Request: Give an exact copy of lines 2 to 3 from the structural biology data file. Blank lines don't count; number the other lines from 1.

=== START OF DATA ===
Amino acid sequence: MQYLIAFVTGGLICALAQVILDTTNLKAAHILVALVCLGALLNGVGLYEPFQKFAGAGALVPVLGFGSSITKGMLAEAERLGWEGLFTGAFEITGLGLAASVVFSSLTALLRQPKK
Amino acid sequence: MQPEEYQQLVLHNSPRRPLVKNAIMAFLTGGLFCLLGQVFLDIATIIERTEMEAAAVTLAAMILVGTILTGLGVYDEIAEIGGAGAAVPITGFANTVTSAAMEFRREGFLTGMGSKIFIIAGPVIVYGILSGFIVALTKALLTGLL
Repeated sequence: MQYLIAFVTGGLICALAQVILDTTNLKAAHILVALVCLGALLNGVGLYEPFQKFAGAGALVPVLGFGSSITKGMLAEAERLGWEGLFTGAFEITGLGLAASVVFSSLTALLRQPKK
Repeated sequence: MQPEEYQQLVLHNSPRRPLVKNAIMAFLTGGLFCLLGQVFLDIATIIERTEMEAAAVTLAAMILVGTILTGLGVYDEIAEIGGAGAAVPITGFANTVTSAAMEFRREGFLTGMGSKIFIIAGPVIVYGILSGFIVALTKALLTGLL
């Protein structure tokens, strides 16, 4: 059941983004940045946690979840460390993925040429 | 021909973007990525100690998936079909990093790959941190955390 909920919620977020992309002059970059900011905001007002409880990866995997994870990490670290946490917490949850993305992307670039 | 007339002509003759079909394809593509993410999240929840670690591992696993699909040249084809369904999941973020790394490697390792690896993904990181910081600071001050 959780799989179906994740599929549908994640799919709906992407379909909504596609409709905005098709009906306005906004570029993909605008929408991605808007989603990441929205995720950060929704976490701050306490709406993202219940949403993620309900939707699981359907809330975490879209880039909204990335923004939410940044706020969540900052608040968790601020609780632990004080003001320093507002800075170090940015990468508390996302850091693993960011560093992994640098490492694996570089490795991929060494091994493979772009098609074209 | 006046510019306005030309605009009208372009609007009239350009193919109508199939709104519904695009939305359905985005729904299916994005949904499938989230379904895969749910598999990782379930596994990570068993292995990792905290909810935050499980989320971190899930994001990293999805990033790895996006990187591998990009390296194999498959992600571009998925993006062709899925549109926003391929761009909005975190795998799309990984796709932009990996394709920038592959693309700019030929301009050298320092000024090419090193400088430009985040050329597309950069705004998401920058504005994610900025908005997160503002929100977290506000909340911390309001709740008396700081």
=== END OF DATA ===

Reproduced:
Amino acid sequence: MQPEEYQQLVLHNSPRRPLVKNAIMAFLTGGLFCLLGQVFLDIATIIERTEMEAAAVTLAAMILVGTILTGLGVYDEIAEIGGAGAAVPITGFANTVTSAAMEFRREGFLTGMGSKIFIIAGPVIVYGILSGFIVALTKALLTGLL
Repeated sequence: MQYLIAFVTGGLICALAQVILDTTNLKAAHILVALVCLGALLNGVGLYEPFQKFAGAGALVPVLGFGSSITKGMLAEAERLGWEGLFTGAFEITGLGLAASVVFSSLTALLRQPKK